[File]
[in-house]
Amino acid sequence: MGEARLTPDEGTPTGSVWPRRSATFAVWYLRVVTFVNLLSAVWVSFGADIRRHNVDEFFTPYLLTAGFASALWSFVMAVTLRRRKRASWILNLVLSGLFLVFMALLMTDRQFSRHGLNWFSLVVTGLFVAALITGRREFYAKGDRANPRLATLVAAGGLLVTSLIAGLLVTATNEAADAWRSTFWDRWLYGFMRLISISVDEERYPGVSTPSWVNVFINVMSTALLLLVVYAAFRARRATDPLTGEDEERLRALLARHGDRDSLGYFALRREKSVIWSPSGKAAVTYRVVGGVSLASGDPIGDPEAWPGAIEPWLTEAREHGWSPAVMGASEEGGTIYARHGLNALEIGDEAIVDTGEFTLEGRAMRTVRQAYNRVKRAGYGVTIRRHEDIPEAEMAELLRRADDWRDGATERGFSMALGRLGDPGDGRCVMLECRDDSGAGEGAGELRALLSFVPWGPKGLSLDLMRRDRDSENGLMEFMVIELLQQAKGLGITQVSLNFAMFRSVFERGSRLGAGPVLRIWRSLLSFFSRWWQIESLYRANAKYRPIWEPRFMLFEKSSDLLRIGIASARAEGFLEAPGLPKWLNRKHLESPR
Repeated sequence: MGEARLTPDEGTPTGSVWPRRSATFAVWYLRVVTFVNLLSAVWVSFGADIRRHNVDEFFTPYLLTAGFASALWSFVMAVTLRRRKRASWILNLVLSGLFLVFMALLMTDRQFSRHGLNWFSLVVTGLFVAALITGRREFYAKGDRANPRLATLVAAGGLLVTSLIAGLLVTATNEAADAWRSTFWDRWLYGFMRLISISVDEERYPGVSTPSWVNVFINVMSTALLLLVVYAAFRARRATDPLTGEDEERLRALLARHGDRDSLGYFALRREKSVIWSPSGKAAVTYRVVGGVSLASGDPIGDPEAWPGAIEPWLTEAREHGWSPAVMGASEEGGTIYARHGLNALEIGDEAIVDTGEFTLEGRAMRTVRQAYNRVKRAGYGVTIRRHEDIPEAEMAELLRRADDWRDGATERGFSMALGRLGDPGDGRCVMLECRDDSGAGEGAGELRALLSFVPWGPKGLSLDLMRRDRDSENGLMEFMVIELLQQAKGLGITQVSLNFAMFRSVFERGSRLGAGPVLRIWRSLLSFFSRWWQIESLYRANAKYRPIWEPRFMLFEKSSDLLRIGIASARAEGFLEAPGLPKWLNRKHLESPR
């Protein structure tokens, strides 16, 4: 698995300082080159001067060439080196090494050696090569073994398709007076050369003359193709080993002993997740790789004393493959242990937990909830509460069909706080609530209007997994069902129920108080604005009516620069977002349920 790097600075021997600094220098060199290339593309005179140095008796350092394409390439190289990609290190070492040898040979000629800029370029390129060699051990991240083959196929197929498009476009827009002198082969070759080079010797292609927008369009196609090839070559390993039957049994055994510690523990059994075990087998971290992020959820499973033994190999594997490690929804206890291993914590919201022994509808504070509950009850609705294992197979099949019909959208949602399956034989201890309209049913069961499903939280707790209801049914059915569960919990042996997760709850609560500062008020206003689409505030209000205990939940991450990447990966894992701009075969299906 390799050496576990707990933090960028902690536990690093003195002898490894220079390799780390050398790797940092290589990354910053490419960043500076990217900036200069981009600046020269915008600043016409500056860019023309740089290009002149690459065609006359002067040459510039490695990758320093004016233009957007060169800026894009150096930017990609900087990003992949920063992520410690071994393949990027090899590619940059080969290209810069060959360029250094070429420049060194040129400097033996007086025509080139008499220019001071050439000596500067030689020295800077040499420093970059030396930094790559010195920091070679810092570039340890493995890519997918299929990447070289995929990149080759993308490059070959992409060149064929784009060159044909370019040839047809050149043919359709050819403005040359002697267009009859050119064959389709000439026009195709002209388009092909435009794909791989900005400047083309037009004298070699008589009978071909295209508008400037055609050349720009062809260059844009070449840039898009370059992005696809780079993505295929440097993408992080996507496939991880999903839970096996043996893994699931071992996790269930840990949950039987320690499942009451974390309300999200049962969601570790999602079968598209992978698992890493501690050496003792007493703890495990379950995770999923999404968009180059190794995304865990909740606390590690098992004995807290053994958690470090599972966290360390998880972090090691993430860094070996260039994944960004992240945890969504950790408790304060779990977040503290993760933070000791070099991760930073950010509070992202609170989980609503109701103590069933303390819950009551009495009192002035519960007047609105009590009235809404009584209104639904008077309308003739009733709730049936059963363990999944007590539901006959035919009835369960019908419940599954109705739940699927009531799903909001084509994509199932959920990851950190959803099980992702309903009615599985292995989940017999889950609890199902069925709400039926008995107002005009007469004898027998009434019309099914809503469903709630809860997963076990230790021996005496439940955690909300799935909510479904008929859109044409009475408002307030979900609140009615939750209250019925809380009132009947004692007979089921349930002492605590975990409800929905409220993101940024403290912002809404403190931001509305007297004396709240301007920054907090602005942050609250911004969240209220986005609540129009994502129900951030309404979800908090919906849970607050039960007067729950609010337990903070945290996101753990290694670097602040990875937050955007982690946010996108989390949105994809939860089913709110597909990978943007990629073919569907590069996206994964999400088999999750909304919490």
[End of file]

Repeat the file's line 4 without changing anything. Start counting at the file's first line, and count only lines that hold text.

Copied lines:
């Protein structure tokens, strides 16, 4: 698995300082080159001067060439080196090494050696090569073994398709007076050369003359193709080993002993997740790789004393493959242990937990909830509460069909706080609530209007997994069902129920108080604005009516620069977002349920 790097600075021997600094220098060199290339593309005179140095008796350092394409390439190289990609290190070492040898040979000629800029370029390129060699051990991240083959196929197929498009476009827009002198082969070759080079010797292609927008369009196609090839070559390993039957049994055994510690523990059994075990087998971290992020959820499973033994190999594997490690929804206890291993914590919201022994509808504070509950009850609705294992197979099949019909959208949602399956034989201890309209049913069961499903939280707790209801049914059915569960919990042996997760709850609560500062008020206003689409505030209000205990939940991450990447990966894992701009075969299906 390799050496576990707990933090960028902690536990690093003195002898490894220079390799780390050398790797940092290589990354910053490419960043500076990217900036200069981009600046020269915008600043016409500056860019023309740089290009002149690459065609006359002067040459510039490695990758320093004016233009957007060169800026894009150096930017990609900087990003992949920063992520410690071994393949990027090899590619940059080969290209810069060959360029250094070429420049060194040129400097033996007086025509080139008499220019001071050439000596500067030689020295800077040499420093970059030396930094790559010195920091070679810092570039340890493995890519997918299929990447070289995929990149080759993308490059070959992409060149064929784009060159044909370019040839047809050149043919359709050819403005040359002697267009009859050119064959389709000439026009195709002209388009092909435009794909791989900005400047083309037009004298070699008589009978071909295209508008400037055609050349720009062809260059844009070449840039898009370059992005696809780079993505295929440097993408992080996507496939991880999903839970096996043996893994699931071992996790269930840990949950039987320690499942009451974390309300999200049962969601570790999602079968598209992978698992890493501690050496003792007493703890495990379950995770999923999404968009180059190794995304865990909740606390590690098992004995807290053994958690470090599972966290360390998880972090090691993430860094070996260039994944960004992240945890969504950790408790304060779990977040503290993760933070000791070099991760930073950010509070992202609170989980609503109701103590069933303390819950009551009495009192002035519960007047609105009590009235809404009584209104639904008077309308003739009733709730049936059963363990999944007590539901006959035919009835369960019908419940599954109705739940699927009531799903909001084509994509199932959920990851950190959803099980992702309903009615599985292995989940017999889950609890199902069925709400039926008995107002005009007469004898027998009434019309099914809503469903709630809860997963076990230790021996005496439940955690909300799935909510479904008929859109044409009475408002307030979900609140009615939750209250019925809380009132009947004692007979089921349930002492605590975990409800929905409220993101940024403290912002809404403190931001509305007297004396709240301007920054907090602005942050609250911004969240209220986005609540129009994502129900951030309404979800908090919906849970607050039960007067729950609010337990903070945290996101753990290694670097602040990875937050955007982690946010996108989390949105994809939860089913709110597909990978943007990629073919569907590069996206994964999400088999999750909304919490």